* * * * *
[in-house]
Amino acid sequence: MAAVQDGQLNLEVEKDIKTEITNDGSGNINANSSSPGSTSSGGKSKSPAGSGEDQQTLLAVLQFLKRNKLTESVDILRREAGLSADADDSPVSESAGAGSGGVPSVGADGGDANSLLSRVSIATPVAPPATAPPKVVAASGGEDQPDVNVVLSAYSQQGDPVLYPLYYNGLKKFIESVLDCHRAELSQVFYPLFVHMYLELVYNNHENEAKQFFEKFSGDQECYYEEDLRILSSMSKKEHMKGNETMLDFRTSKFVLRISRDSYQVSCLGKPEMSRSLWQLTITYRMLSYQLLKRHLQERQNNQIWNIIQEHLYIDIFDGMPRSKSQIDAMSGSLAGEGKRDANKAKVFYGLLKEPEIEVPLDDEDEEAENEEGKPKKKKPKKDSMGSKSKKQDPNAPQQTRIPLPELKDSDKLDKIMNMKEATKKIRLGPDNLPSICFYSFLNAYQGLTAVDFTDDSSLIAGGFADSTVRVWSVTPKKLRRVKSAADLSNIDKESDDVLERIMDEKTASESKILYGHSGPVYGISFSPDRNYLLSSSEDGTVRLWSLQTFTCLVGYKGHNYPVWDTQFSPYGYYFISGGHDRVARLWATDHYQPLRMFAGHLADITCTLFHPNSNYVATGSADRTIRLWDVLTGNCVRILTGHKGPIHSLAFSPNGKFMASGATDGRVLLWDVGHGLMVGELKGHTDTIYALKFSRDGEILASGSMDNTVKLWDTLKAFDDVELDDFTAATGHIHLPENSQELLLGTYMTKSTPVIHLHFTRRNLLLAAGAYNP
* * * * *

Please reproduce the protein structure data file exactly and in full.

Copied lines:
[in-house]
Amino acid sequence: MAAVQDGQLNLEVEKDIKTEITNDGSGNINANSSSPGSTSSGGKSKSPAGSGEDQQTLLAVLQFLKRNKLTESVDILRREAGLSADADDSPVSESAGAGSGGVPSVGADGGDANSLLSRVSIATPVAPPATAPPKVVAASGGEDQPDVNVVLSAYSQQGDPVLYPLYYNGLKKFIESVLDCHRAELSQVFYPLFVHMYLELVYNNHENEAKQFFEKFSGDQECYYEEDLRILSSMSKKEHMKGNETMLDFRTSKFVLRISRDSYQVSCLGKPEMSRSLWQLTITYRMLSYQLLKRHLQERQNNQIWNIIQEHLYIDIFDGMPRSKSQIDAMSGSLAGEGKRDANKAKVFYGLLKEPEIEVPLDDEDEEAENEEGKPKKKKPKKDSMGSKSKKQDPNAPQQTRIPLPELKDSDKLDKIMNMKEATKKIRLGPDNLPSICFYSFLNAYQGLTAVDFTDDSSLIAGGFADSTVRVWSVTPKKLRRVKSAADLSNIDKESDDVLERIMDEKTASESKILYGHSGPVYGISFSPDRNYLLSSSEDGTVRLWSLQTFTCLVGYKGHNYPVWDTQFSPYGYYFISGGHDRVARLWATDHYQPLRMFAGHLADITCTLFHPNSNYVATGSADRTIRLWDVLTGNCVRILTGHKGPIHSLAFSPNGKFMASGATDGRVLLWDVGHGLMVGELKGHTDTIYALKFSRDGEILASGSMDNTVKLWDTLKAFDDVELDDFTAATGHIHLPENSQELLLGTYMTKSTPVIHLHFTRRNLLLAAGAYNP